Virtuoso V. Rush Hour

What is beauty? Talent? Genius?

Do they need to be framed in order for us to recognize them? Or worse, do we need someone else to tell us what they are and when they occur?

In 2007, in a Washington DC metro station, a man with a violin played 6 classical pieces for 47 minutes. Nearly 1100 people passed through, most of them on their way to work.  7 stopped to watch for at least one minute. 27 gave money on the run ($32.17 in total) about 1070 others rushed by.

Turns out the man was Joshua Bell, one of the best classical musicians in the world. He was playing some of the greatest music ever written on a $3.5 million Stradivarius. Nobody cared. (See proof here.)

What business can learn from the Washington Post's "experiment in context, perception and priorities":

  1. Think for yourself. Consultants are great but they don't replace the need for you to be meaningfully connected and aware.  If something is great (or not) be engaged enough to know it.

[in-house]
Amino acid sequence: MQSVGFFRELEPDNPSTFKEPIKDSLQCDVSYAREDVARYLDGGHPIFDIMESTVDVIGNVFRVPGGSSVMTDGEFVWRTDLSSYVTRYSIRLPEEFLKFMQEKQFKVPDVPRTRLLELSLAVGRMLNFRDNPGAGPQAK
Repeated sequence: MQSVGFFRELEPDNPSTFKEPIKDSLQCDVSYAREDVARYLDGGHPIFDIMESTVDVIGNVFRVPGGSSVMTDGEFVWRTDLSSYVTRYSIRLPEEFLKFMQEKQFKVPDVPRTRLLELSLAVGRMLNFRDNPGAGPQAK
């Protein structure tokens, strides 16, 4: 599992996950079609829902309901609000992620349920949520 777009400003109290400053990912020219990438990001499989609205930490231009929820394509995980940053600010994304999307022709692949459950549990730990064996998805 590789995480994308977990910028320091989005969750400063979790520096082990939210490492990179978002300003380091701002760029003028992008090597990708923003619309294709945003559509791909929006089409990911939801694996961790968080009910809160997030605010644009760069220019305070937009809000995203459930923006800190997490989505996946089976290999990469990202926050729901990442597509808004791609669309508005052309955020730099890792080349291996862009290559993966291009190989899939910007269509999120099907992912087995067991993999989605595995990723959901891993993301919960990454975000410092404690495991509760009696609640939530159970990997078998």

2. Take a minute. Life is an increasingly busy prospect. But we should never be too busy to recognize genius -- in ourselves or others (that includes partners, staff, spouses.)  So recognize them, and then recognize them.
  3. Give it away.  Sometimes it's a good idea to give your stuff away for free.  A man that can make $1000 a minute gave his genius away for free (and while only 7 people gave him attention then) here we are talking about it over 2 years later.
  4. Watch your rhythm.  Entrepreneurial idea, staff meeting, major project -- all require you to be in sync with people.  Otherwise you might miss something big, i.e. an idea, a client, a musical genius playing a multi-million dollar violin.

If a tree falls in the forest, will YOU hear the music?

(Thanks Annie, for the inspiration.)